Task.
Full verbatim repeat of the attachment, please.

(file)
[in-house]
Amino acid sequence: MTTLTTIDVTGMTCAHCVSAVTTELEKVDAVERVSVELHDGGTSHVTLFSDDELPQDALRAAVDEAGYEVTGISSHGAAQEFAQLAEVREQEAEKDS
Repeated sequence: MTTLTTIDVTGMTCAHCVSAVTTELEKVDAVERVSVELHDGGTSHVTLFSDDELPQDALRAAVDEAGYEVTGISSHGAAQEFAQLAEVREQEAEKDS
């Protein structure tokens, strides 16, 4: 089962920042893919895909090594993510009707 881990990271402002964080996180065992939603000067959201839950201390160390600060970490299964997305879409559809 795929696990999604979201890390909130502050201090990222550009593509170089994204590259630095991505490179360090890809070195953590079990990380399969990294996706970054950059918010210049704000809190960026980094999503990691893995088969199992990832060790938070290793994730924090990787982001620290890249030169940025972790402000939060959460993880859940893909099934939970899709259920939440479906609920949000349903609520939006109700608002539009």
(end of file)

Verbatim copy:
[in-house]
Amino acid sequence: MTTLTTIDVTGMTCAHCVSAVTTELEKVDAVERVSVELHDGGTSHVTLFSDDELPQDALRAAVDEAGYEVTGISSHGAAQEFAQLAEVREQEAEKDS
Repeated sequence: MTTLTTIDVTGMTCAHCVSAVTTELEKVDAVERVSVELHDGGTSHVTLFSDDELPQDALRAAVDEAGYEVTGISSHGAAQEFAQLAEVREQEAEKDS
């Protein structure tokens, strides 16, 4: 089962920042893919895909090594993510009707 881990990271402002964080996180065992939603000067959201839950201390160390600060970490299964997305879409559809 795929696990999604979201890390909130502050201090990222550009593509170089994204590259630095991505490179360090890809070195953590079990990380399969990294996706970054950059918010210049704000809190960026980094999503990691893995088969199992990832060790938070290793994730924090990787982001620290890249030169940025972790402000939060959460993880859940893909099934939970899709259920939440479906609920949000349903609520939006109700608002539009």